Benelli’s attractive walnut-stocked version of the Lupo rifle blends modern design and styling with old-school charm.
Estimated reading time: 11 minutes
When shotgun manufacturer Benelli introduced its first bolt action rifle a few years ago, the Benelli Lupo made something of a splash. The Lupo drew attention because it was a stylish rifle. It was also adjustable for a customized fit thanks to its chassis-style design with a separate stock, receiver, and forend. It didn’t hurt that the rifle proved to be quite accurate.
Now the rifle is turning heads again with the Lupo BE.S.T Walnut model. It blends contemporary styling with old-school charm. A richly figured AA-Grade satin-finish walnut stock, this is a package that is certain to turn heads at the range or in the field.
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Stunning Good Looks
Synthetic stocks rule these days, for several good reasons. But they’ll never match the beauty and warmth of a finely crafted, high-grade walnut stock. I’m old enough to remember a time when most rifles wore walnut stocks, but it’s been a very long time since I’ve seen a relatively affordable factory production rifle with a stock as beautiful as the one on the Benelli Lupo Walnut. Different manufacturers use different grading systems to describe walnut stocks. Some say that an AA-grade stock has a 25 percent or more fancy figure on both sides of the stock behind the wrist. Others assert that an AA-grade stock has a 50 percent figure. I would rate the butt stock on the rifle sent to me for testing as being closer to 50 percent.
That’s a subjective evaluation on my part, but beauty is in the eye of the beholder, and to my eye, this is one beautiful rifle. The butt stock has straight lines, a high comb, and a subtle Monte Carlo cheekpiece. These elements work in concert to position the eye properly behind a scope. The separate forend is scalloped, on its upper side, for a sure grip with the fingers of the supporting hand. Both the buttstock and the forend have nicely executed checkering. The buttstock wears Benelli’s Progressive Comfort recoil pad, which does a decent job of mitigating recoil. Overall ergonomics are excellent.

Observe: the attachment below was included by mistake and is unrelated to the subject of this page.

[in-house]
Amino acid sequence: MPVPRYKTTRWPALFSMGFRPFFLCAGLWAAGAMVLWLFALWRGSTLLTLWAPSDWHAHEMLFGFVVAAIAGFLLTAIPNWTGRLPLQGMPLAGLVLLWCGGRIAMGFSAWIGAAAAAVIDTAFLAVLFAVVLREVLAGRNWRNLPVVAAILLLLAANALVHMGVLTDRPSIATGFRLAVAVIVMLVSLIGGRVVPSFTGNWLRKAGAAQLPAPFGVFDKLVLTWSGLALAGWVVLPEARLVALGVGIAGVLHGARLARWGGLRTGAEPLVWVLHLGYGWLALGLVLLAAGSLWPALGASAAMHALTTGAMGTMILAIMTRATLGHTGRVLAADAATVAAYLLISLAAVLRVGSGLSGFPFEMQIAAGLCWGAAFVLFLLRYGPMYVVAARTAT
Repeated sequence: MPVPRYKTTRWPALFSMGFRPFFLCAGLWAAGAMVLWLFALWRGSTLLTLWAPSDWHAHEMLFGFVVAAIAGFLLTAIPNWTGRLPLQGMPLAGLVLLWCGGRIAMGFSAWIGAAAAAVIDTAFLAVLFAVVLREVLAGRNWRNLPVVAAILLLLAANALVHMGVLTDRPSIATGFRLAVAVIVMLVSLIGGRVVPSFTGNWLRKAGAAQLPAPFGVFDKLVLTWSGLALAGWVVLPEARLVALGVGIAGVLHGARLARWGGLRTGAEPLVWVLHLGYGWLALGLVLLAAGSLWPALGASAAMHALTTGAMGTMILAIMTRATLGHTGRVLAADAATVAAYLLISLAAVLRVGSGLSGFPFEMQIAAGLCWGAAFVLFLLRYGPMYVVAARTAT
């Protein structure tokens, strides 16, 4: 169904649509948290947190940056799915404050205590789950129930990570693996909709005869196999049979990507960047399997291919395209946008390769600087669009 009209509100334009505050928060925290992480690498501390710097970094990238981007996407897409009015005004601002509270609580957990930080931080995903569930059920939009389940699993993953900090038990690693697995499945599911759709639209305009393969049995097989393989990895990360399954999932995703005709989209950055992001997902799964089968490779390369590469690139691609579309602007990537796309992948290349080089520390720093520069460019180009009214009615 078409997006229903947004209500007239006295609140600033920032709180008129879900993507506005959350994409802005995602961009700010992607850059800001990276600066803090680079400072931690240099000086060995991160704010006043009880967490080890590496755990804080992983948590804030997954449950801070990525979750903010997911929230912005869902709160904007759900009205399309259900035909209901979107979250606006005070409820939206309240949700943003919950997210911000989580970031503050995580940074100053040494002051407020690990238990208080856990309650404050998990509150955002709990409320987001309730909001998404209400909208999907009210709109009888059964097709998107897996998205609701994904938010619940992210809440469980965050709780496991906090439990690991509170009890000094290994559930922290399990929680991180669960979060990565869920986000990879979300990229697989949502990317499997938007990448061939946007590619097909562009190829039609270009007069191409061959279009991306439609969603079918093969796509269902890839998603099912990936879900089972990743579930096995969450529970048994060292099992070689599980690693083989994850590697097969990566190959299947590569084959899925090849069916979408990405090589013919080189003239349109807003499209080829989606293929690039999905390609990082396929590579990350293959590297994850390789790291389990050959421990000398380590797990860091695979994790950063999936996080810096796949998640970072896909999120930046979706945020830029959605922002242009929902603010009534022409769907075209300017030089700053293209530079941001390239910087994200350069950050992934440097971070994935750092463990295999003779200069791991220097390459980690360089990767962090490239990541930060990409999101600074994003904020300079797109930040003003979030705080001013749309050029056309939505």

An Impervious Finish
Walnut-stocked Lupos are offered in 6.5 Creedmoor, 308 Win., 30-06 Springfield, and 300 Win. Mag. chamberings. Rifles in 308 Win. and 30-06 Springfield have 22-inch barrels, while guns chambered for 6.5 Creedmoor and 300 Win. Mag. have 24-inch barrels. All have 1:11 rates of twist except for the 6.5 Creedmoor, which has a 1:8 twist rate. The hammer-forged barrels are cryogenically treated to relieve stress and enhance accuracy and are threaded 5/8 x 24 for suppressors or muzzle brakes.
The glossy black finish on the free-floated barrels is Benelli’s proprietary BE.S.T treatment, which is applied using a combination of Physical Vapor Deposition and Plasma Enhanced Chemical Vapor Deposition technologies. These processes use electricity, radio frequencies, and plasma in a high-vacuum environment to deposit a solid coating that uniformly covers the treated parts. This makes the barrel impervious to the elements. It allows Benelli to offer a remarkable 25-year warranty against rust and corrosion.
Steel Action, Aluminum Chassis
One of the things that sets the Lupo apart is its innovative receiver design. Rifles with two-piece stocks aren’t always noted for producing tack-driving accuracy, but the Lupo design has the strength and rigidity to ensure repeatable accuracy. The lower part of the aluminum receiver is actually a chassis, upon which rests a hardened steel barreled action, with the barrel attaching via a steel barrel extension. The receiver has a somewhat slender, trim appearance and angular lines imparting a bit of European flair.
The one-piece machined bolt used in the Lupo deserves special mention. It’s a three-lug design that has a cut-out area on the bottom of the bolt that allows rounds to ride high atop the magazine for reliable feeding. Although it takes a bit of force to raise the bolt handle and cock the rifle, the bolt cycles quite smoothly. The dogleg bolt handle has a short, 60-degree throw, ensuring ample room for scope clearance. The bolt knob is shaped somewhat like a football. It looks a bit unconventional, like many things on this rifle, but I found it exceptionally easy to grasp and work the bolt.
Flush-Fit, Detachable Magazine